In 1958, Bo L. came on the Orlando scene from Asheville, North Carolina, where in 1956 he came to the AA program. At the time, the Central Orlando Group was still meeting on the second floor of 6 North Court Street. Meetings were held every night of the week, one of which was a speaker’s meeting. Within two years of Bo’s arrival, noon meetings were added, bringing the number of meetings for the Central Orlando Group to 14 a week. The only other group in the area at that time was the Winter Park Group at 1000 North Orange Avenue.
In the early 1960s, while Bo was president of the Alco-An Club (where the Central Orlando Group met), the fire marshal showed concern for the single exit and the long flight of stairs. The lady who owned the building felt it was more prudent to sell than to remodel the building. She, a non-alcoholic, had been a great help to Orlando’s first group. When money was tight, she showed unusual patience in waiting for the rent. She liked us alcoholics.
The Central Group (club) moved to 610 North Orange Avenue, across the street from The Orlando Sentinel. It was here that in 1964 Don P was introduced to the AA program. Don remembers that the club lost its lease to that space because of improper use of parking spaces. The next move was to Ruth Lane, and after a couple of months, another move to Ridgewood for about two more months. Late in 1967 the group moved to 231 East Jackson Street, where it was to reside for a while.
He J. came to the program in 1965. He and Don were “spark plugs,” staring the Court program in our area. Treatment facilities per se did not exist in the area. Avon Park was the only facility known to take alcoholics. More likely, the alcoholic picked up on the streets of Orlando would be sent to the “farm.” Ask any Orlando oldtimer about the “farm” and he will grin from ear to ear. Prisoners farmed and took care of the cattle. This is where many alcoholics first learned about AA. Ed and Don, in addition to running back and forth to the farm, visited the city and county jails and approached judges to put alcoholics in their care.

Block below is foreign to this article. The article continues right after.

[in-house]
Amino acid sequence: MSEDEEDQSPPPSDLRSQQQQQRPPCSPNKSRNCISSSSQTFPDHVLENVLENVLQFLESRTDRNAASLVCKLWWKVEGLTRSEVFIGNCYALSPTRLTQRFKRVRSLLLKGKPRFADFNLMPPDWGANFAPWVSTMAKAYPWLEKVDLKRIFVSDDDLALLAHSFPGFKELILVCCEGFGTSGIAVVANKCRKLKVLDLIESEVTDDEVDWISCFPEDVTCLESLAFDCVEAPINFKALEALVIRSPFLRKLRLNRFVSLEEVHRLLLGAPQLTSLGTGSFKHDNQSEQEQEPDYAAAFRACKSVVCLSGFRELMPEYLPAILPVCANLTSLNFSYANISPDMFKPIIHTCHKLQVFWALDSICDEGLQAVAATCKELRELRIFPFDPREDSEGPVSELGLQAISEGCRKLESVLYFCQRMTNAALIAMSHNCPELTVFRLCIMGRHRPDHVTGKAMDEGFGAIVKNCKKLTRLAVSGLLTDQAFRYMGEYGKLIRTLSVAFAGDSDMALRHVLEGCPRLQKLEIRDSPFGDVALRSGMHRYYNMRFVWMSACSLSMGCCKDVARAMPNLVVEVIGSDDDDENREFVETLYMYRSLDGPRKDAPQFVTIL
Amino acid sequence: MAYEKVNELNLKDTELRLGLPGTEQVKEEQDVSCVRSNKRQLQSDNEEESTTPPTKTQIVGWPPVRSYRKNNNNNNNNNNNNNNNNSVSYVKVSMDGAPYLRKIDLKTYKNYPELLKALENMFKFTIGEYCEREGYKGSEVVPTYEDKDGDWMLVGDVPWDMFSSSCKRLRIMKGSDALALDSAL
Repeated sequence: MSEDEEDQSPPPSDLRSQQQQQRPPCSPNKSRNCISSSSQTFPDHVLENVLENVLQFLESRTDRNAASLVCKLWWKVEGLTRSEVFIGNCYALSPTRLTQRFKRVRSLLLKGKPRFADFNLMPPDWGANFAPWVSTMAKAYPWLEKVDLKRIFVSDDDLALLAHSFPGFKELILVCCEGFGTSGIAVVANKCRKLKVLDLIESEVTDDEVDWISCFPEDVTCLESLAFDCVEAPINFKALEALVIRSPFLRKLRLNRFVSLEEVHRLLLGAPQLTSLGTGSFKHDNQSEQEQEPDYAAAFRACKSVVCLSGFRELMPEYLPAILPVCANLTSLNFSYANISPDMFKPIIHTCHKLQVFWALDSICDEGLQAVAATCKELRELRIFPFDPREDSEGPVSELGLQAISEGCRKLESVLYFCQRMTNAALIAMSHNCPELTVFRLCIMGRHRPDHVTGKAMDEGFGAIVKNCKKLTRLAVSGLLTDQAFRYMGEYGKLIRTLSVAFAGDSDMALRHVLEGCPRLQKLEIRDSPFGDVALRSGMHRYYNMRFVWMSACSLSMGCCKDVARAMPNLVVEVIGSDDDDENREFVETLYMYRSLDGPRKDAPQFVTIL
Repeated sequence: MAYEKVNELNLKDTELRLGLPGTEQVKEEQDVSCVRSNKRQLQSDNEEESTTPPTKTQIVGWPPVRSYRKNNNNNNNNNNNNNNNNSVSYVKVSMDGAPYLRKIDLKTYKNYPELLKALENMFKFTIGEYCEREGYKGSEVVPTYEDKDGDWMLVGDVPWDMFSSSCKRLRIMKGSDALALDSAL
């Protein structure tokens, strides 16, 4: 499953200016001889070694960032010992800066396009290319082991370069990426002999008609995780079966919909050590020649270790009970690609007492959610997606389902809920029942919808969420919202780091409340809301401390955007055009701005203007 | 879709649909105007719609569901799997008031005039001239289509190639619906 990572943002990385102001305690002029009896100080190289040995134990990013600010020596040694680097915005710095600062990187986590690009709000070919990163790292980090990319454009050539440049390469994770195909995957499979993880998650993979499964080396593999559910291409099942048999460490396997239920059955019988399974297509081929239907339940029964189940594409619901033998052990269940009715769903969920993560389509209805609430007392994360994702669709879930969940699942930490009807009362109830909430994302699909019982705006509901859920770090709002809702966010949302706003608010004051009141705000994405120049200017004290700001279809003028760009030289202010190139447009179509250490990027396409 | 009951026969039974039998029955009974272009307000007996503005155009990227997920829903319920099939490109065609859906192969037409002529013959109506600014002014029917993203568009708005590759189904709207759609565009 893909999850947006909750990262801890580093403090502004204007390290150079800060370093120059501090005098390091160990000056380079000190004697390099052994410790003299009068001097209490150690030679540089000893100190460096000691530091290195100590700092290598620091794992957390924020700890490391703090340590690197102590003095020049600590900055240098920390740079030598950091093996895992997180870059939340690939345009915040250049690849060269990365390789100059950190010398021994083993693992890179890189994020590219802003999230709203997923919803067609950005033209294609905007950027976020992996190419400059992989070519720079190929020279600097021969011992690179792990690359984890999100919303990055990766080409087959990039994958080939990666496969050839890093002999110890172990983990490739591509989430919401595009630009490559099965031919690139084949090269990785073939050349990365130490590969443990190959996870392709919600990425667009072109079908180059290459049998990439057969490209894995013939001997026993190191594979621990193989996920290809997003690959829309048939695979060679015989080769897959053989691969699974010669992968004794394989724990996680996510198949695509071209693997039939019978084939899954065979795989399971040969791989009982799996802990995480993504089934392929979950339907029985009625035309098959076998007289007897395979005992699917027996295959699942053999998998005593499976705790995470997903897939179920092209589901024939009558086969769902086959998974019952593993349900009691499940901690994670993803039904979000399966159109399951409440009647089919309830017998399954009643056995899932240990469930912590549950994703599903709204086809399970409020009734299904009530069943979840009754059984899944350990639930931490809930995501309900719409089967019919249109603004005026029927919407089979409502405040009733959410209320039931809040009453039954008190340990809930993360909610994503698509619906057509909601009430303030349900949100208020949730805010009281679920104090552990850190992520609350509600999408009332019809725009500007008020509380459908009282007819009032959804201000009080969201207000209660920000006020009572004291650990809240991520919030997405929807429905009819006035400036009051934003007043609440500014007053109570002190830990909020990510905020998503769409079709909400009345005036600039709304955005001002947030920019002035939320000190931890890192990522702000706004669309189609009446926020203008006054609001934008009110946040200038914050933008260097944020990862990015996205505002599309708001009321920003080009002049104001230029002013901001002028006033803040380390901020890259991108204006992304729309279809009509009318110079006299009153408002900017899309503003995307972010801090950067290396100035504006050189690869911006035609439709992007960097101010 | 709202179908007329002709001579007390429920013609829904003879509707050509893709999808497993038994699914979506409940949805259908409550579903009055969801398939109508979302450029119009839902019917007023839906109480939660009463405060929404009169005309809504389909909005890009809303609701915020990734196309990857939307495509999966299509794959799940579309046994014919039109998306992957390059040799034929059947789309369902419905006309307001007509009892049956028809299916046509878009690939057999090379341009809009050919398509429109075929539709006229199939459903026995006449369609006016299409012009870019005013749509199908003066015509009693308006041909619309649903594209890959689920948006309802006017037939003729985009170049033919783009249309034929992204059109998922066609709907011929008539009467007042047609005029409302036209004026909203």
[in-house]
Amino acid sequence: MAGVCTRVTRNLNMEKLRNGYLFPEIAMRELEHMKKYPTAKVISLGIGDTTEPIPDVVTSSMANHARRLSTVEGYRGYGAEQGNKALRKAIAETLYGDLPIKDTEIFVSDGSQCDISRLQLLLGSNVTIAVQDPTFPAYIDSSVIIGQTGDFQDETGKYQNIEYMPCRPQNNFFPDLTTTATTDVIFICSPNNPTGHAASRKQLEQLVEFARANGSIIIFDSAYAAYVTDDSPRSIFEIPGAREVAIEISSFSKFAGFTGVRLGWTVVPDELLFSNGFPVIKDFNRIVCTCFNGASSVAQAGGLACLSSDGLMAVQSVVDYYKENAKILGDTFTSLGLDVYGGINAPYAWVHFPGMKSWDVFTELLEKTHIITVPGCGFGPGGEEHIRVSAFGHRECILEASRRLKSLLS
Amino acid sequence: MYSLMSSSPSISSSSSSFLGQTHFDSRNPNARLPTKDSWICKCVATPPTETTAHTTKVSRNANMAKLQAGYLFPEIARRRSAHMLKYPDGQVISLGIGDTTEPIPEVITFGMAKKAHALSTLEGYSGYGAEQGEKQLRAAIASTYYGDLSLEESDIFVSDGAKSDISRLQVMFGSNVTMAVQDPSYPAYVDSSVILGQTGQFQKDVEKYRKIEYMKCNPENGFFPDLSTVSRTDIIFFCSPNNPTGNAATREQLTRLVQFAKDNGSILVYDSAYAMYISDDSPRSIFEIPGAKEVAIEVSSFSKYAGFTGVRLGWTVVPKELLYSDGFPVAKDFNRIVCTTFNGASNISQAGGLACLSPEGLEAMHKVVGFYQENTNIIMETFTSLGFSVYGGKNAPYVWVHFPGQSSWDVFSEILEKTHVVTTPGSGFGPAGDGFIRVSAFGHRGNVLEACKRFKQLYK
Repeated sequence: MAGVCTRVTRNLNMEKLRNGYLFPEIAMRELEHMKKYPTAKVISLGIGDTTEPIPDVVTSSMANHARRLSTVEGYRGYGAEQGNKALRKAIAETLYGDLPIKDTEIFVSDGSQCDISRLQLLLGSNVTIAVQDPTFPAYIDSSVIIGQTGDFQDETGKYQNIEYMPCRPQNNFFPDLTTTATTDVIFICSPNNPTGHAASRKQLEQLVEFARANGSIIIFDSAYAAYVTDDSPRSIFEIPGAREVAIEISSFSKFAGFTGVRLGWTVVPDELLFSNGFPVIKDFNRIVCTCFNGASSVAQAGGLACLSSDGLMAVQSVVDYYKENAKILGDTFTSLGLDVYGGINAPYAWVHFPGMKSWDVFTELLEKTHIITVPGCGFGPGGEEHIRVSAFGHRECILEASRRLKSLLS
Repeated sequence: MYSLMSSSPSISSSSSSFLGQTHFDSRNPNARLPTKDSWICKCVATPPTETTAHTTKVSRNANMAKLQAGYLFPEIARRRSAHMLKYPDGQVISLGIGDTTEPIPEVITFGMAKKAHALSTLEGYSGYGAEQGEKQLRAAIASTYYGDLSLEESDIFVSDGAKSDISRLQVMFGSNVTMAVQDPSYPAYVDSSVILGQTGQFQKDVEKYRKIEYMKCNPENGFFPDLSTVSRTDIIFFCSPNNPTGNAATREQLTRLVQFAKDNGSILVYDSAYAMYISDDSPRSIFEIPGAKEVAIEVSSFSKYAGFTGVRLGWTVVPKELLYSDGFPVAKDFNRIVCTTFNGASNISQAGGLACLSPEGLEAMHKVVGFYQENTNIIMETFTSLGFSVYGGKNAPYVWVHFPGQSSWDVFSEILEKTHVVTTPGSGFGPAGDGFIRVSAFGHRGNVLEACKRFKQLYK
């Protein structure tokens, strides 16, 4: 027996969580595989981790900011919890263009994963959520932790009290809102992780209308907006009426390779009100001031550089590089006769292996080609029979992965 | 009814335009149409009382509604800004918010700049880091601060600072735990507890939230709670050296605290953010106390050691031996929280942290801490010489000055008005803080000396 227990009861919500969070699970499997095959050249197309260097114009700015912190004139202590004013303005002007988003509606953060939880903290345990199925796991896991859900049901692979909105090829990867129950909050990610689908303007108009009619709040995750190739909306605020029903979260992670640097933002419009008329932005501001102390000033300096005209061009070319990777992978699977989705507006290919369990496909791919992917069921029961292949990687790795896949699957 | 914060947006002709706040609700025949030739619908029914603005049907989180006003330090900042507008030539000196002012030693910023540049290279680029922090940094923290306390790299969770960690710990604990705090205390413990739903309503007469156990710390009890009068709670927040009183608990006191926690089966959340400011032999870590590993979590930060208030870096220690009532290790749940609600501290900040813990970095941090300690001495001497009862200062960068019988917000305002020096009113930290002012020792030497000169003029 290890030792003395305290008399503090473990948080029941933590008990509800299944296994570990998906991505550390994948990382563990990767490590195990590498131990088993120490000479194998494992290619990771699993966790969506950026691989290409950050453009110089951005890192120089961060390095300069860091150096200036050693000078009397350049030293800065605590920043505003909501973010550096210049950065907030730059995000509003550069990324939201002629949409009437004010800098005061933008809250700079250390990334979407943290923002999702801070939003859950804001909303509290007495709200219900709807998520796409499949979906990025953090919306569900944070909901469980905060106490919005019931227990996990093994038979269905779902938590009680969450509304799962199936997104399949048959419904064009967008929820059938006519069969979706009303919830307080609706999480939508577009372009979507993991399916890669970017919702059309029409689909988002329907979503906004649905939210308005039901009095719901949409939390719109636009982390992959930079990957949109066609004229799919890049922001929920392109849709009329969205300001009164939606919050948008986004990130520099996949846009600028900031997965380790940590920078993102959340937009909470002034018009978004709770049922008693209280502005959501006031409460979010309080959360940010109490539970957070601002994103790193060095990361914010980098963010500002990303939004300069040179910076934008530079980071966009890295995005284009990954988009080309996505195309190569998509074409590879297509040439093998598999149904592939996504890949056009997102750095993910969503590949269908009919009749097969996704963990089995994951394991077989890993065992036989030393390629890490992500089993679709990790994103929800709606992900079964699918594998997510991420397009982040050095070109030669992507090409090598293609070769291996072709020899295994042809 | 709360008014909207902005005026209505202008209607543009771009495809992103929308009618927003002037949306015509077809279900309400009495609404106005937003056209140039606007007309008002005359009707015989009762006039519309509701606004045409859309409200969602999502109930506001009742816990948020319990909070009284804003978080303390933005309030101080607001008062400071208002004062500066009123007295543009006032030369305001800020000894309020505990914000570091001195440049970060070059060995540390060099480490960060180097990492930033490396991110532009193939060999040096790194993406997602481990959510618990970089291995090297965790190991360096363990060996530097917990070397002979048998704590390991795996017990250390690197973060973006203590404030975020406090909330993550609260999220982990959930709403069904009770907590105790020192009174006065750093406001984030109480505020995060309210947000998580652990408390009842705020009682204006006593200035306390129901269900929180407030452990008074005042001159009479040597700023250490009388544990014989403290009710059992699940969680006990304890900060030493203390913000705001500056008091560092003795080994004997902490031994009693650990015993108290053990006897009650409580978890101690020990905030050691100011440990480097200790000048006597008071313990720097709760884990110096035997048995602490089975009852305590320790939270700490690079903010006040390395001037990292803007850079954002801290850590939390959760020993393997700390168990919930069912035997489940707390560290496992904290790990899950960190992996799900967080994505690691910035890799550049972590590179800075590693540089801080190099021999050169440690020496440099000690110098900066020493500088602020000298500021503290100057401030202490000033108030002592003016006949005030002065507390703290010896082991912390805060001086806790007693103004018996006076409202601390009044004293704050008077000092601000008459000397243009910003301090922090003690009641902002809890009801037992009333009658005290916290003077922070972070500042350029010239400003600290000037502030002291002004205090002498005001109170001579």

The two-and-a-half story home at 231 East Jackson Street and Liberty was made to order. There were many rooms, several toilets, and a large kitchen. Newcomers to town often started with the Central Group and then moved out to neighborhood groups. The club members pledged $1 to $10 a month as dues, according to their ability to pay. Original members of the “club” signed a two-year lease, with option to buy. A couple of years later, a few club members put up their personal securities as a down payment on a mortgage to buy the house.
Up to the 1970’s, most of the community interaction, 12th-step work, public information, institution and special coordination were done by the Central Orlando Group of Alcoholics Anonymous, or by the Alco-An Club, in a rather haphazard way. There were times when it was difficult to say who was doing what.
During the late 1960’s, reading “How It Works” at the beginning of each meeting became customary.
(Thanks to Don P. and Bo L. for their input.)
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